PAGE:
Sometimes, however, nothing hits the spot more than being able to keep the jeans on and order a decent beer with some hearty fare – this abounds in Perthshire. In Pitlochry, you’ll find it at The Moulin Inn & Brewery, which was a pioneer in the micro-brewery movement in Scotland. In fact, it was a pioneer in more ways than one, opening its doors for the first time in 1695. On Kirkmichael Road, the traditional building is easily found and although beer is still highly prized and cherished here, the food is on an equal standing and elevates pub food to the gastropub level.

Over in Alyth, locals won’t thank us for recommending the Losset Inn – everyone always wants a table! This gem near the town square serves some of the best thin crust pizza you’ll find outside Italy. With pizza and bread dough made daily, along with other freshly-made meals, this isn’t fast turnaround pub grub but tremendous value. Evening meals are served every day so work up an appetite exploring the Den o’ Alyth and pop into the Losset.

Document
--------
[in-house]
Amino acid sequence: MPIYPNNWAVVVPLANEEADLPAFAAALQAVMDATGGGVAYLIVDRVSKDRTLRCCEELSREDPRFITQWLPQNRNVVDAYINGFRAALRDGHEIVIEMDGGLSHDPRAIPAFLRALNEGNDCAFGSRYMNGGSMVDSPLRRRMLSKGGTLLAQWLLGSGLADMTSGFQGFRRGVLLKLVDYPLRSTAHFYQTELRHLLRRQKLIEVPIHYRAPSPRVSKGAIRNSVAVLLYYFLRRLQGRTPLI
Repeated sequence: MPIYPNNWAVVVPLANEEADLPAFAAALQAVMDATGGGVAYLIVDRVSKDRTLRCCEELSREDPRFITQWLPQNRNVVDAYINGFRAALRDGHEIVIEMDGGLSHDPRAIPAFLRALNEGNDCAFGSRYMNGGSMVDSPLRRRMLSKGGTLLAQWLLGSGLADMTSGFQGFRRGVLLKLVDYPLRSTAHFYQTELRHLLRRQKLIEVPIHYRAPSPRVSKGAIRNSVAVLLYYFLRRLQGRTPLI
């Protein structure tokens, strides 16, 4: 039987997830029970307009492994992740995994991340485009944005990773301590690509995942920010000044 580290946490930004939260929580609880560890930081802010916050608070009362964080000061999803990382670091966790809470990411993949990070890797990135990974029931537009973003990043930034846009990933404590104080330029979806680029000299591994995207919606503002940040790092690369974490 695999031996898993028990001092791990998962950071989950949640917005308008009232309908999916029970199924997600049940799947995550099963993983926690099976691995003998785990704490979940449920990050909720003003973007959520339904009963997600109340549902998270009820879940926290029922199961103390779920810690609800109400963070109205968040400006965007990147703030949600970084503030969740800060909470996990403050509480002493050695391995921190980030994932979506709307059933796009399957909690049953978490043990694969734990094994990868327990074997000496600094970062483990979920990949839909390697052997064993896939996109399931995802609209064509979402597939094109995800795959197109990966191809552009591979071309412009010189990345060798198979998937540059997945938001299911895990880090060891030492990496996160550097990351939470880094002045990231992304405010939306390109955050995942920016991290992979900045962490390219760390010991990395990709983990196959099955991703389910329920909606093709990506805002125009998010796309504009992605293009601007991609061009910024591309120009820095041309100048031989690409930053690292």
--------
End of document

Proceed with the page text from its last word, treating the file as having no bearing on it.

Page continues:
The city of Perth itself has long been renowned as a location where chefs know discerning palates will appreciate the chance to sample imaginative food

The Carse of Gowrie

The Carse of Gowrie has long been known as a fertile area for growing soft fruits, something that the Cairn O’ Mohr winery near Errol has seized with both hands to turn into refreshing fruit wines. It also offers the AliBob Café with light meals and soups with cakes, scones and pastries to follow. Winery tours run regularly on Wednesdays, Saturdays, and Sundays from April to October but can be arranged for a large enough group at other times.

The villages which line this 20-mile stretch between Perth and Dundee are beginning to offer increasingly good food. Along the Carse in Dundee itself, there has been something of a foodie revolution over the past couple of years. It seems hotels, bars, and restaurants claimed their places before the V&A at Dundee opened in September 2018 and the Waterfront development makes the city a fresh new tourist attraction.